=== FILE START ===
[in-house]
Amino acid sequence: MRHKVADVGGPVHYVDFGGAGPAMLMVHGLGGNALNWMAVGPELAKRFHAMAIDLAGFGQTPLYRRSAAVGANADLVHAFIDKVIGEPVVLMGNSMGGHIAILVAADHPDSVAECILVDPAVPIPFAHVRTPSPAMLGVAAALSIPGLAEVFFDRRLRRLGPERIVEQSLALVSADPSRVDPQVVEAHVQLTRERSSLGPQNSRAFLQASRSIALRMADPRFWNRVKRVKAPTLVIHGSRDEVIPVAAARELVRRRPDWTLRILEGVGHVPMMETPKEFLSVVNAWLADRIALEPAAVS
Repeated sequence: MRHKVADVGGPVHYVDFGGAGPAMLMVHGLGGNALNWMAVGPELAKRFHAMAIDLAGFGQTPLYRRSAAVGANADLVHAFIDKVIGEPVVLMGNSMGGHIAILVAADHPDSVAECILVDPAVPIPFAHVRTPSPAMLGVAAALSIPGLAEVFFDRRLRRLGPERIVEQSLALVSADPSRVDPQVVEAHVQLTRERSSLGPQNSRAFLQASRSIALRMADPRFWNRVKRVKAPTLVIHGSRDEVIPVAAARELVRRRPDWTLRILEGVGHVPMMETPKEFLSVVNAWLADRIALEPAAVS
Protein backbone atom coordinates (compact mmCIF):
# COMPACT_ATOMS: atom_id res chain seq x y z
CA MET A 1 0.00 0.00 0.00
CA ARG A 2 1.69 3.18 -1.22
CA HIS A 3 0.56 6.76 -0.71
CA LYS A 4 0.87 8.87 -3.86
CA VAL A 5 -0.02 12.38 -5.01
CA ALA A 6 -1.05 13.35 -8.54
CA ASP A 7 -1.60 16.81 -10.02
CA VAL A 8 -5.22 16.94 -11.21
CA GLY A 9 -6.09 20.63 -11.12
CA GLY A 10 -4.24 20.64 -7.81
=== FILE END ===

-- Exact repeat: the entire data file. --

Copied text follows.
[in-house]
Amino acid sequence: MRHKVADVGGPVHYVDFGGAGPAMLMVHGLGGNALNWMAVGPELAKRFHAMAIDLAGFGQTPLYRRSAAVGANADLVHAFIDKVIGEPVVLMGNSMGGHIAILVAADHPDSVAECILVDPAVPIPFAHVRTPSPAMLGVAAALSIPGLAEVFFDRRLRRLGPERIVEQSLALVSADPSRVDPQVVEAHVQLTRERSSLGPQNSRAFLQASRSIALRMADPRFWNRVKRVKAPTLVIHGSRDEVIPVAAARELVRRRPDWTLRILEGVGHVPMMETPKEFLSVVNAWLADRIALEPAAVS
Repeated sequence: MRHKVADVGGPVHYVDFGGAGPAMLMVHGLGGNALNWMAVGPELAKRFHAMAIDLAGFGQTPLYRRSAAVGANADLVHAFIDKVIGEPVVLMGNSMGGHIAILVAADHPDSVAECILVDPAVPIPFAHVRTPSPAMLGVAAALSIPGLAEVFFDRRLRRLGPERIVEQSLALVSADPSRVDPQVVEAHVQLTRERSSLGPQNSRAFLQASRSIALRMADPRFWNRVKRVKAPTLVIHGSRDEVIPVAAARELVRRRPDWTLRILEGVGHVPMMETPKEFLSVVNAWLADRIALEPAAVS
Protein backbone atom coordinates (compact mmCIF):
# COMPACT_ATOMS: atom_id res chain seq x y z
CA MET A 1 0.00 0.00 0.00
CA ARG A 2 1.69 3.18 -1.22
CA HIS A 3 0.56 6.76 -0.71
CA LYS A 4 0.87 8.87 -3.86
CA VAL A 5 -0.02 12.38 -5.01
CA ALA A 6 -1.05 13.35 -8.54
CA ASP A 7 -1.60 16.81 -10.02
CA VAL A 8 -5.22 16.94 -11.21
CA GLY A 9 -6.09 20.63 -11.12
CA GLY A 10 -4.24 20.64 -7.81